Remembering Edward J. Lammer, MD
The son of an Iowa schoolteacher and milkman, Ed was a gifted athlete who received his undergraduate education at Washington University in Saint Louis and his medical training at the University of Iowa. Following his pediatric residency in Iowa City, Dr. Lammer was an Epidemic Intelligence Service Officer at the Centers for Disease Control in Atlanta, GA prior to pursuing a medical genetics fellowship with Dr. Lewis B. Holmes at Massachusetts General in Boston, MA. Ed received additional postdoctoral training at UCSF Medical School prior to establishing a brilliant career at the California Birth Defects Monitoring Program, as a National Institutes of Health (NIH) new investigator awardee working at Stanford University, and then at Children’s Hospital Oakland Research Institute from which he retired in January.
As a pediatric geneticist and teratologist, Ed was an expert at the diagnosis of children with malformation complexes, and his keen understanding of genetics, epidemiology and teratology enabled him to make seminal contributions to literature, most notably about the risks involved to women of reproductive age being treated for cystic acne with the drug Accutane (Hoffmann-La Roche). His 1985 landmark paper in the New England Journal of Medicine described his evaluation of 150 Accutane compromised pregnancies and described the most serious human teratogen since Thalidomide in the 1960s. He continued to publish on risks associated with in utero exposure to Accutane to fully articulate the clinical manifestations of Accutane Embryopathy, and provided a unique insight into the underlying mechanisms of how this compound interfered with normal neural crest cell migration resulting in abnormal development. Ed also provided similar clinical and scientific insights into the teratogenicity of the anti-epileptic drug Depakene (Valproic Acid; Abbott Laboratories). Leaving behind a publication record of over 165 papers and many more to follow posthumously, Ed Lammer truly embodied the spirit of the Teratology Society’s F. Clarke Fraser award for gifted young investigators, as the first recipient of the award and the individual most like the namesake of this honor.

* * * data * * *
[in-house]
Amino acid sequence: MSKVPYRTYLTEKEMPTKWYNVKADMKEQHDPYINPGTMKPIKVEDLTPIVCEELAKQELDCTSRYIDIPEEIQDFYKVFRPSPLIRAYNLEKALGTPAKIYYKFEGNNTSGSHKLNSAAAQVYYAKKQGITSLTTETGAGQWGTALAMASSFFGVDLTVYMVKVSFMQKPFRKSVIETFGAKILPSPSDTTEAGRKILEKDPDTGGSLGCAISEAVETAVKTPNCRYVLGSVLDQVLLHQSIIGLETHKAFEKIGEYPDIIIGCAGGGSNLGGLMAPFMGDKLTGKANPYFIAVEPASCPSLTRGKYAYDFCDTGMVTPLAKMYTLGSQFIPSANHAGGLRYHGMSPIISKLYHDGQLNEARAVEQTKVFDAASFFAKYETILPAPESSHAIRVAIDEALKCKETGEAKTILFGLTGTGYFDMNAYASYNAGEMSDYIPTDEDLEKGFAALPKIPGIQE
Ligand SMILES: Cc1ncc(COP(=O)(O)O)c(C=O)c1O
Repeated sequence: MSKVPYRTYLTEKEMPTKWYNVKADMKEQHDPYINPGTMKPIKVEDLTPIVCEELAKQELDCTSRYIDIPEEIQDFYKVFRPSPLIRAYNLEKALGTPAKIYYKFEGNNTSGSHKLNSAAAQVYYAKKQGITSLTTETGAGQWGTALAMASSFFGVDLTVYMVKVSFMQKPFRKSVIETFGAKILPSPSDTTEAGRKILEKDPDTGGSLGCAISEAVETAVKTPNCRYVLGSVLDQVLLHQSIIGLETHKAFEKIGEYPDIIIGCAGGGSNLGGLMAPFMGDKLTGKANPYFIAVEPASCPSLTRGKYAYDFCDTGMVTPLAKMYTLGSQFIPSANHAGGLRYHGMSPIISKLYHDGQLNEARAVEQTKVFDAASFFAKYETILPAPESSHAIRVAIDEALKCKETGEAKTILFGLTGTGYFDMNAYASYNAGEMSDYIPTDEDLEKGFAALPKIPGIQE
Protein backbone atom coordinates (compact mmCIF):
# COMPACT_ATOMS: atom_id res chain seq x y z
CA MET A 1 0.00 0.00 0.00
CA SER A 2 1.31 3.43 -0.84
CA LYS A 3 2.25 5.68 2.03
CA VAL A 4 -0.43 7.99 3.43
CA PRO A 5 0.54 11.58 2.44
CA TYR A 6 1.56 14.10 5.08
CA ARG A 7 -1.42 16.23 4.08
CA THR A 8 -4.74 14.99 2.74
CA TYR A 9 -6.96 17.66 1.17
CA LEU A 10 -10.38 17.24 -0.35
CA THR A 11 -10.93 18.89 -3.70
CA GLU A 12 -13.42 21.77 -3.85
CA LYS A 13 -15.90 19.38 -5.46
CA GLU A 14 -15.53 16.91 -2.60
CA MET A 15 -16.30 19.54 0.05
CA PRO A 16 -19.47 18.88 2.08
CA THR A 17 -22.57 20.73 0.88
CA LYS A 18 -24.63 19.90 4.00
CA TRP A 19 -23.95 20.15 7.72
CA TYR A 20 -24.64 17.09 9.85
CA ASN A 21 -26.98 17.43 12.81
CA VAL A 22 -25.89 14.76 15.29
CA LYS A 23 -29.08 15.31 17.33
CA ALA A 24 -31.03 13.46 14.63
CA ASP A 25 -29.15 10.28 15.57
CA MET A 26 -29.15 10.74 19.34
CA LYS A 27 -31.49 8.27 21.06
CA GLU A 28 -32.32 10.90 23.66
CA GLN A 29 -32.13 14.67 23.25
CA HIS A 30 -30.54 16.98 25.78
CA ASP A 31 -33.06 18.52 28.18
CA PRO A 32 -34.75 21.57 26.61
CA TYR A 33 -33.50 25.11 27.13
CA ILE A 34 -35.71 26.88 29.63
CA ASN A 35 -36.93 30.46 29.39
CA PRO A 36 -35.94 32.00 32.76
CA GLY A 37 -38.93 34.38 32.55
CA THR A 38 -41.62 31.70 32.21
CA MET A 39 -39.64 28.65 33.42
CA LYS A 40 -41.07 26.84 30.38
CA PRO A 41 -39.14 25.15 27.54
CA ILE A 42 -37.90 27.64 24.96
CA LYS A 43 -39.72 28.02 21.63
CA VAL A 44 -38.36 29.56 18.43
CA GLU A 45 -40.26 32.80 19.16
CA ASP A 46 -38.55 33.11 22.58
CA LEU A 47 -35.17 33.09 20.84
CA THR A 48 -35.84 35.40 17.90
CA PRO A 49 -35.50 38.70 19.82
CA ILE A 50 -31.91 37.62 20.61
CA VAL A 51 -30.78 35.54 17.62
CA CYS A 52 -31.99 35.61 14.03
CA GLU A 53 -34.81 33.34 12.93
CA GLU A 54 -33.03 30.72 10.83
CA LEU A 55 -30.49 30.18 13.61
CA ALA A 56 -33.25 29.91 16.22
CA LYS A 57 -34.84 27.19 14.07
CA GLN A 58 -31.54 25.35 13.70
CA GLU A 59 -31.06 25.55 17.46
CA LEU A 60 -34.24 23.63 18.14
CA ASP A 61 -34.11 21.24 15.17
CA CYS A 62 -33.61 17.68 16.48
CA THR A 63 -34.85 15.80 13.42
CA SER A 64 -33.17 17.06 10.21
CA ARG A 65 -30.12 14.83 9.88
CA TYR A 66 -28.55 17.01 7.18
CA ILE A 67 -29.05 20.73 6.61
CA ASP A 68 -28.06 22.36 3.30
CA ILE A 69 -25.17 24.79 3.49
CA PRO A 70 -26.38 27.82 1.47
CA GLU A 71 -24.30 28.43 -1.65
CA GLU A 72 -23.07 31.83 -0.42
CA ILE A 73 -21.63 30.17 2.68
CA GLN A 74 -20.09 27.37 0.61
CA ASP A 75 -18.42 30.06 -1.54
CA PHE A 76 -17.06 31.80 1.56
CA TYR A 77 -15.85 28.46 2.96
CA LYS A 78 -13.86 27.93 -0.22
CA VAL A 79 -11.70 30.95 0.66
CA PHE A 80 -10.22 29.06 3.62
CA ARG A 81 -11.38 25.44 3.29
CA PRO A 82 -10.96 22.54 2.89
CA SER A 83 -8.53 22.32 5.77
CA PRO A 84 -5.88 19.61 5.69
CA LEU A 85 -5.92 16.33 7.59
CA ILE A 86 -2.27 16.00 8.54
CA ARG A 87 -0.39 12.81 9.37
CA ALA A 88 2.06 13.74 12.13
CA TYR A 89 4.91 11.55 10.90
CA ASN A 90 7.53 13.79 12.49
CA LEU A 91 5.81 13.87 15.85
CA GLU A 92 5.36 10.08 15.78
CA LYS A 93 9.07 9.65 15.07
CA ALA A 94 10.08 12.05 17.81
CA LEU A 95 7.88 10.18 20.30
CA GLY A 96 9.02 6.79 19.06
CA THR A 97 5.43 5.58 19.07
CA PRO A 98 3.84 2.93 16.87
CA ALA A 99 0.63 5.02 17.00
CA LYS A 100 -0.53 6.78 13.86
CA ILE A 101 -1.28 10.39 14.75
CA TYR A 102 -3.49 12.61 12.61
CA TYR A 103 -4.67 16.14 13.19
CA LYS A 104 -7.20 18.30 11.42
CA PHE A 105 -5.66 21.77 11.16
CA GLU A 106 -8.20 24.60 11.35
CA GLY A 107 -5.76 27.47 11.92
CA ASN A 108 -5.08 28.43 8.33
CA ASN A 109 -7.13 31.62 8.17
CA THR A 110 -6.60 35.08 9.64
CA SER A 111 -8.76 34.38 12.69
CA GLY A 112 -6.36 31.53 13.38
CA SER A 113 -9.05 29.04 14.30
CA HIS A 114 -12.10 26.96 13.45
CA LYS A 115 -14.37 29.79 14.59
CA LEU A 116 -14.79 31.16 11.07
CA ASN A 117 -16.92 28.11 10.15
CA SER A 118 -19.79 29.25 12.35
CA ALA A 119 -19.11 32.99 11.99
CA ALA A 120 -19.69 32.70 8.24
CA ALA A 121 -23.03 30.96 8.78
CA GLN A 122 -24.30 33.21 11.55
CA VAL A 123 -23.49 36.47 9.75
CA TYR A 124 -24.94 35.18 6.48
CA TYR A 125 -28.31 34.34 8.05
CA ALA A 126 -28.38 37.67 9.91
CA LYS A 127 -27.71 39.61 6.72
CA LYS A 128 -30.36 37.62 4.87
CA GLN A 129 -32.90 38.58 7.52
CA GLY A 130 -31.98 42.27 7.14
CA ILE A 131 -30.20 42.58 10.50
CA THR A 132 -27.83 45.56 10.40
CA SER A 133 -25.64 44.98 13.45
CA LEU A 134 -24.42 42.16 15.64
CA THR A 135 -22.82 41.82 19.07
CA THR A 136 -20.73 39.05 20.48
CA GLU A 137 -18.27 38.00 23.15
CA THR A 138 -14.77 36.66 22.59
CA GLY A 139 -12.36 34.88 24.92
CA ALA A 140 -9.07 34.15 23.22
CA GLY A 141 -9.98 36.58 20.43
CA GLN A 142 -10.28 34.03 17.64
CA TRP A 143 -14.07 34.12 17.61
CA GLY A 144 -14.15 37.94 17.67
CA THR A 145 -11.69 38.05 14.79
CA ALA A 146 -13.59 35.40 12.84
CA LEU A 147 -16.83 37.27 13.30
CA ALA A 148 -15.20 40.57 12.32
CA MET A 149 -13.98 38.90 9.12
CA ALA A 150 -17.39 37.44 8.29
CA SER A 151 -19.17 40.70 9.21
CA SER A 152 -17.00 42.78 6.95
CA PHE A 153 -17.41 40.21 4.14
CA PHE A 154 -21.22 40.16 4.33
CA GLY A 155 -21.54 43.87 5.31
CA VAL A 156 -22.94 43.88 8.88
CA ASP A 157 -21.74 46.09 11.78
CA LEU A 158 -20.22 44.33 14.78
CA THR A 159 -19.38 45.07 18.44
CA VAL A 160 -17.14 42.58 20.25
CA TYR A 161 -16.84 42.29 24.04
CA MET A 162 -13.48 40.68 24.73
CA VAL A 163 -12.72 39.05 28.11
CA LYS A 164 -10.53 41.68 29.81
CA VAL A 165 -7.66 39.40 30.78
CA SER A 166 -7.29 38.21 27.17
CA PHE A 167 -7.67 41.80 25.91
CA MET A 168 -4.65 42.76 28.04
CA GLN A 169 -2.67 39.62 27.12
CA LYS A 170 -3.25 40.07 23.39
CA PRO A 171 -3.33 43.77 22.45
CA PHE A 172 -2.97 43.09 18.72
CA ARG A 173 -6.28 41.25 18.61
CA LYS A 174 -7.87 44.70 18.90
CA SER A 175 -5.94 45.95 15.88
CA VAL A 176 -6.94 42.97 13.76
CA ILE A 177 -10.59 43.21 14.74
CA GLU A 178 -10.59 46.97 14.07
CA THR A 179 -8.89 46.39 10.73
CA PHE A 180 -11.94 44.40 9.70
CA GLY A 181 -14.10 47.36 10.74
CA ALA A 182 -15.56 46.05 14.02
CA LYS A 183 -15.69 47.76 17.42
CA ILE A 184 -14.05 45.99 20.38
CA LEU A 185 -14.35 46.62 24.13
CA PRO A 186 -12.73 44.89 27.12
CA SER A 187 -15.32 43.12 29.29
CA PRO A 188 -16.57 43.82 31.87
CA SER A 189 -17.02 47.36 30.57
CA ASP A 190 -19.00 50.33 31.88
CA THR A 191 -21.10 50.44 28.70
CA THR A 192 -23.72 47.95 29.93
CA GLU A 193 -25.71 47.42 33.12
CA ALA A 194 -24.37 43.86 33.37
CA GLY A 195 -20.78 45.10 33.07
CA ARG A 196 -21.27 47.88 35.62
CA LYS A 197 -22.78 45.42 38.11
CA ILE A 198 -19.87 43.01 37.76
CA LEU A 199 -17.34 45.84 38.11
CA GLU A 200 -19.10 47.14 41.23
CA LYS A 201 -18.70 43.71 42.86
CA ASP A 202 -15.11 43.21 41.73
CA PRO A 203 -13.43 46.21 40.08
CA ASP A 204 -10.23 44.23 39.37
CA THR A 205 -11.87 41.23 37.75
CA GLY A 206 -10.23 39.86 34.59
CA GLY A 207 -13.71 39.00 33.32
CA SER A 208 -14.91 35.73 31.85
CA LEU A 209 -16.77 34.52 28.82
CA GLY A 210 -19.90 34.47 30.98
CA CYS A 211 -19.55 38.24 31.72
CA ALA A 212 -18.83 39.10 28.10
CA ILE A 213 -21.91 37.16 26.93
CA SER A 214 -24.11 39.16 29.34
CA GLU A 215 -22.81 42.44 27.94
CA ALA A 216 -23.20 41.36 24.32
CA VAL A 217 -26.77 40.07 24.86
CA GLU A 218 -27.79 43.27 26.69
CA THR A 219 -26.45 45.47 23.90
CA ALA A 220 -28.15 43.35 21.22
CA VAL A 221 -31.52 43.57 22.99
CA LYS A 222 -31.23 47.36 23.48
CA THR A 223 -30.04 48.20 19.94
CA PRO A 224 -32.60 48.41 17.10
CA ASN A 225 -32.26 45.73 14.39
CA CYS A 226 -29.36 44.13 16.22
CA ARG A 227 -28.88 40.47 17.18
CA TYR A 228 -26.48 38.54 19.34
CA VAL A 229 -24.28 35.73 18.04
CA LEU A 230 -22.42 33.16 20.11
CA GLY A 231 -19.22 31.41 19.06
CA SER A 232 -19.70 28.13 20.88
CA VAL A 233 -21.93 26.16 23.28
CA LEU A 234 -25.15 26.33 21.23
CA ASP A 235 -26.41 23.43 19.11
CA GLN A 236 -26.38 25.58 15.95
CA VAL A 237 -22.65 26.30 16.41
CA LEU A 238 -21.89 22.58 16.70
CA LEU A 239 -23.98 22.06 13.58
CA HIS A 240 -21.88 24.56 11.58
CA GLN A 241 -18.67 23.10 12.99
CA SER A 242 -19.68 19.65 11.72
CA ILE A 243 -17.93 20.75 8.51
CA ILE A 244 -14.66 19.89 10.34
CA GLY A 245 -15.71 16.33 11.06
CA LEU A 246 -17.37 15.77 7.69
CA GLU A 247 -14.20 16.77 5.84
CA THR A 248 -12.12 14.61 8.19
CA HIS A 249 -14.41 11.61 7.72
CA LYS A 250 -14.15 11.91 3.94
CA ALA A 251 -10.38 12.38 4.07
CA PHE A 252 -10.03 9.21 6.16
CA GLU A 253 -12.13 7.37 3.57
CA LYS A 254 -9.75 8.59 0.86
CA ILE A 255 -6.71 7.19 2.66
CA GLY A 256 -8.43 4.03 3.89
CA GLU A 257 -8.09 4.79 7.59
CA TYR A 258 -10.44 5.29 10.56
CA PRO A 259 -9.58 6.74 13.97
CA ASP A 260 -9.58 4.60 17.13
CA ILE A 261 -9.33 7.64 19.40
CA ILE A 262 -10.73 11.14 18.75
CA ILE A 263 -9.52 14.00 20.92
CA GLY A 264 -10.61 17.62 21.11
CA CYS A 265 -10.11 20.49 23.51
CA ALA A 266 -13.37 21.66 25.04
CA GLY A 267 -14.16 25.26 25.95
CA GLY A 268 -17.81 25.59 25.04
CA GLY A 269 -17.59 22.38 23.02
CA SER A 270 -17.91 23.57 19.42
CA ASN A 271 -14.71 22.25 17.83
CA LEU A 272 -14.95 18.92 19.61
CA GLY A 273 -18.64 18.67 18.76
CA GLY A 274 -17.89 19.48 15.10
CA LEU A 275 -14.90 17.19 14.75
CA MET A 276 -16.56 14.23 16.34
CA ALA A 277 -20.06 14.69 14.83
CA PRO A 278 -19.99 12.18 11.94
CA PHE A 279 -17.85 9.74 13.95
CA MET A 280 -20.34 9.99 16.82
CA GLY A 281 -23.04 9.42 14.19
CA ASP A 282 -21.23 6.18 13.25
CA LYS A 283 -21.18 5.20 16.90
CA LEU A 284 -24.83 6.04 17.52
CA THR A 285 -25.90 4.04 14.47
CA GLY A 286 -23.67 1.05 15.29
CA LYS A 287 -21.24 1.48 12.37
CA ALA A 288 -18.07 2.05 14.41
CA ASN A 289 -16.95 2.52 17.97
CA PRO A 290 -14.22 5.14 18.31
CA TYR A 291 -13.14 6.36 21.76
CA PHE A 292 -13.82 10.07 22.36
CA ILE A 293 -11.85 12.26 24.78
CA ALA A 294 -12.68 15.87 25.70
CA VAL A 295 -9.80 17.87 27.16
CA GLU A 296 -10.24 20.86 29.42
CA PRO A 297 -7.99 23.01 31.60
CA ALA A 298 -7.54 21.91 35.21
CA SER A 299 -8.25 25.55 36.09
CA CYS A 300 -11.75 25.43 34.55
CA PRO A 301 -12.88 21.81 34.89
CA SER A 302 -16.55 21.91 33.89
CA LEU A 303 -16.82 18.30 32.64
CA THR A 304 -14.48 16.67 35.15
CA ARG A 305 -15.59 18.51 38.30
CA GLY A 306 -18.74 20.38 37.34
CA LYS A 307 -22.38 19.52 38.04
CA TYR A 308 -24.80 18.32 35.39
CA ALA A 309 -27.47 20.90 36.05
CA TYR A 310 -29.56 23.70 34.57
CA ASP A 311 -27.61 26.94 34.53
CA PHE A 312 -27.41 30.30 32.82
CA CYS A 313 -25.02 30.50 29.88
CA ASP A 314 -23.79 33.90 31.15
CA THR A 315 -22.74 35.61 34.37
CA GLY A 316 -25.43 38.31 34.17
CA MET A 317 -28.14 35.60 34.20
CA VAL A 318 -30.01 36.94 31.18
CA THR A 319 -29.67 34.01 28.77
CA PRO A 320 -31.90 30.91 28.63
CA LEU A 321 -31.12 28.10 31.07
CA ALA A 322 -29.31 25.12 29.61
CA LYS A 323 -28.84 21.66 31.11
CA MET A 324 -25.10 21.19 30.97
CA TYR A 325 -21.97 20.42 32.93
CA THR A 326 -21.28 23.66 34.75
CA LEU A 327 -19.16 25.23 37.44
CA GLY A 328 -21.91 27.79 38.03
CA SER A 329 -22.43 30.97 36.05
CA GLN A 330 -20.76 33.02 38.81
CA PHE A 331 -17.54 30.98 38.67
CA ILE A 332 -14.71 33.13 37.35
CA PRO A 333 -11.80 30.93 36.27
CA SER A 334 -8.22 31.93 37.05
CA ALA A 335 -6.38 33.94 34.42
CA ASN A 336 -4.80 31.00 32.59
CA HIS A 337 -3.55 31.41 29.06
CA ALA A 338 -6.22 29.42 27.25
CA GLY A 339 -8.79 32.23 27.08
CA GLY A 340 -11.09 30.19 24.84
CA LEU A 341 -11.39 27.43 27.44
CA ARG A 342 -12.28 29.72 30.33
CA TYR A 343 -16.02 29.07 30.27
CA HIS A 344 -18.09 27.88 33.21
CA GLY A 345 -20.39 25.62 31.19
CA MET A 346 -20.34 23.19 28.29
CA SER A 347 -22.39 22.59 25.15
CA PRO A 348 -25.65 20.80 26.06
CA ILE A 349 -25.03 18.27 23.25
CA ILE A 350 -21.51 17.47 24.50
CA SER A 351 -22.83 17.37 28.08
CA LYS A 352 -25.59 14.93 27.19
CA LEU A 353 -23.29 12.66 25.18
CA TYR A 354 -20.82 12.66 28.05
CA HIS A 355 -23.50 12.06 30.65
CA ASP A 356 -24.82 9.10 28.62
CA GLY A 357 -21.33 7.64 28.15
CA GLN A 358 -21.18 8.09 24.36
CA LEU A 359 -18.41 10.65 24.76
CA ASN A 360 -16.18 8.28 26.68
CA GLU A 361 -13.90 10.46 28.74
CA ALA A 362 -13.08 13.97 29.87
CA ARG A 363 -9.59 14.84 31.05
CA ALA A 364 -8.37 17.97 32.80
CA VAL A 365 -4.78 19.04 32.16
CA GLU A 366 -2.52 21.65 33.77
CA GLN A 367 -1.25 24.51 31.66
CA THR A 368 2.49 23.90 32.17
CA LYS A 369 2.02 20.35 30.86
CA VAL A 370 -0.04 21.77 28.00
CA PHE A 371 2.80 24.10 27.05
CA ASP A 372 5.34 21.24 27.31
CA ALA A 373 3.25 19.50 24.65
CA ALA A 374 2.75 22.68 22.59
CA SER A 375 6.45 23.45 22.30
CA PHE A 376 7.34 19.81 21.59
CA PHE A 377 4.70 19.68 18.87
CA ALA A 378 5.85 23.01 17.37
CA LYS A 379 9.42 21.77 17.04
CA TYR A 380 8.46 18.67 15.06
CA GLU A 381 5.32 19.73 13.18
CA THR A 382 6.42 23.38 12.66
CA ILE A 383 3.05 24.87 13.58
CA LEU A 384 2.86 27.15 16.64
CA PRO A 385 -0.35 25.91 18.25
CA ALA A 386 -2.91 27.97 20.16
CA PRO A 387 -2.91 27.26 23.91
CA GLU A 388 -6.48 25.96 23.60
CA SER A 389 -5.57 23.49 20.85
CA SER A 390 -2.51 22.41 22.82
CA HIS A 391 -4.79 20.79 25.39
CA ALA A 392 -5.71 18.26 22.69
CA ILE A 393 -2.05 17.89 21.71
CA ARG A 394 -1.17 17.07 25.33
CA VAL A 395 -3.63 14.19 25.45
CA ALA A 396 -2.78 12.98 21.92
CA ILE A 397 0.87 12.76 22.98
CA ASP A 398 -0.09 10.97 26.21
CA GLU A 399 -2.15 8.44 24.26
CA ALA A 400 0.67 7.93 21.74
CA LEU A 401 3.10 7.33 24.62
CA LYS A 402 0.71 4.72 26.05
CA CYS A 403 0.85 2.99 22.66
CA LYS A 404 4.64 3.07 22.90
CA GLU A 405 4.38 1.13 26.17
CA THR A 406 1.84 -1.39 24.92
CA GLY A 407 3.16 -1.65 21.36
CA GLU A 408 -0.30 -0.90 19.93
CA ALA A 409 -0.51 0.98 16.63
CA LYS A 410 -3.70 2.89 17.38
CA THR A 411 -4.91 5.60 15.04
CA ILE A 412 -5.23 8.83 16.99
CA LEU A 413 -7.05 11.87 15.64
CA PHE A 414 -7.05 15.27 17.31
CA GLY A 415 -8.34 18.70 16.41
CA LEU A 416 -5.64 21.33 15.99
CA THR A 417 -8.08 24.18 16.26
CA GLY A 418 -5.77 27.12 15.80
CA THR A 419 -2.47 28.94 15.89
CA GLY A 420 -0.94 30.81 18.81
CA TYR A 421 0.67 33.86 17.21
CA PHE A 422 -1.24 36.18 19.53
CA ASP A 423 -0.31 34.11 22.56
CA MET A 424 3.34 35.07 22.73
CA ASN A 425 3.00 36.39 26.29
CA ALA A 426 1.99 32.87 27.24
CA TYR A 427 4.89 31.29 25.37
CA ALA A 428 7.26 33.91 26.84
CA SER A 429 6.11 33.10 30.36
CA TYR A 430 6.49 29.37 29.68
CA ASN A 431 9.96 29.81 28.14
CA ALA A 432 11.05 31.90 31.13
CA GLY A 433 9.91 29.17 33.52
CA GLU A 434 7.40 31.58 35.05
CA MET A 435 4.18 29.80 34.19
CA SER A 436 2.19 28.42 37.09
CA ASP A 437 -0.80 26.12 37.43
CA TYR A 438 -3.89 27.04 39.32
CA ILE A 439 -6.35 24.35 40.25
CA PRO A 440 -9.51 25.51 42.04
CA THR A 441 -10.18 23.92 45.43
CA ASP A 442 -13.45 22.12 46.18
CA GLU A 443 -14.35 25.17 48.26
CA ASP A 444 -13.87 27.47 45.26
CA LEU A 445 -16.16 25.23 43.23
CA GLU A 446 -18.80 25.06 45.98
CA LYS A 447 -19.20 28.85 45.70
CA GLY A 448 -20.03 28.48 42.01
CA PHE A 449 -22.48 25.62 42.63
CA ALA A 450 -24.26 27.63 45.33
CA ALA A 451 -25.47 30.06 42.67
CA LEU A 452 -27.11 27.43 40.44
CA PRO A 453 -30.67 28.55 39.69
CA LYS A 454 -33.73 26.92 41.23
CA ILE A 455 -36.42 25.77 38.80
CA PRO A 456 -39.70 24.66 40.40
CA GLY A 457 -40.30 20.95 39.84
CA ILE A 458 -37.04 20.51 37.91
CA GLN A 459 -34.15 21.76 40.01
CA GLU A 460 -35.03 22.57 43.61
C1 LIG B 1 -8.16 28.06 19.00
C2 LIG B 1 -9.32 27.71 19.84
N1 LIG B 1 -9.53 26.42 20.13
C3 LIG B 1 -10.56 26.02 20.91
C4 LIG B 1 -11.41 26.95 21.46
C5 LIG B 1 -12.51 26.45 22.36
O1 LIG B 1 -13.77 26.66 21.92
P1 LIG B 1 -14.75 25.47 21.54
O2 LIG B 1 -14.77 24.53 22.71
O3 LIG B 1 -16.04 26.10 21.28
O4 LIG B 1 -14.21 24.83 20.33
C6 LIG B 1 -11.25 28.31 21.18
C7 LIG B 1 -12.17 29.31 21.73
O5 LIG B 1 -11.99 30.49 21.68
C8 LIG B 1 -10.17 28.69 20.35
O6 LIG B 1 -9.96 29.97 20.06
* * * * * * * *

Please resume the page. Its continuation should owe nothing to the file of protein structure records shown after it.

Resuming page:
In recent years as the Principal Investigator of multiple NIH grants, Ed directed a research program focused on gene-environment interactions that compromised heart and craniofacial development. He collaborated widely with colleagues at Stanford University School of Medicine, UC Berkeley, UCSF, and the University of Texas, who valued his impeccable intellectual honesty and his high standards, as much as his unusual generosity. First and foremost, Ed was always incredibly generous with his time. As someone who lived well into the 21st century without a cell phone - using only his trusted ‘soul pilot’ (index card in chest pocket) to monitor his time and whereabouts, Ed could always make time to chat, discuss a case, hear out an idea for a grant or provide valued input to a nascent manuscript. Ed was tremendously patient to teaching and mentoring students who would do a summer or semester stint in his lab. His mentoring of so many young minds will serve as an enduring testament of his patience and brilliance.
At conferences he would listen attentively, and invariably ask those deceptively simple questions that cut right to the meaning of the work being presented. Questions that illuminate any shortcuts or defects of logic. Questions that reveal that in the space of 15 minutes of listening to a presentation, that Ed had already thought more deeply about the subject than the presenter had, yet his manner of inquiry was never threatening, offensive or belittling. Ed was always kind to a fault, which is why scientists and clinicians young and old always gravitated towards Ed at meetings, hoping for a chance to get his insight into whatever they were working on, without fear of any kind of scientific shaming. Ed set the bar very high for his colleagues and his friends, but we all cherished the challenge, and wish he were still here to keep challenging us.
What sets Ed Lammer aside from most of his scientific and clinical colleagues was the balance he was able to achieve in life. Ed was a passionate man who had developed and enthusiastically embraced multiple interests and hobbies that shaped his non-professional life. First and foremost came his family, and Ed was lovingly devoted to his wife Dibsy, and their two children, Aaron and Ellie, in whom he was so very proud of all of their achievements. Ed was passionate about music, and although his tastes were wide ranging, he held a special fondness for Jerry Garcia and the Grateful Dead. He loved the outdoors, whether it was hiking, mountaineering, bird watching, or fly-fishing, and he truly enjoyed sharing this passion with his many friends and colleagues. Ed also loved to share a great wine or two with friends, and he amassed a highly respectable collection in his Berkeley cellar.
Intellectual honesty, critical thinking, limitless generosity, compassionate commitment to children and their families, good wine and music, a brilliant pediatric geneticist/teratologist, a wonderful family man, an extraordinary mentor, and a gentle giant who made a real difference to children’s lives. This is what we think about when we remember our beloved friend, Ed Lammer.
Revised: Thursday, September 8, 2016 8:57 AM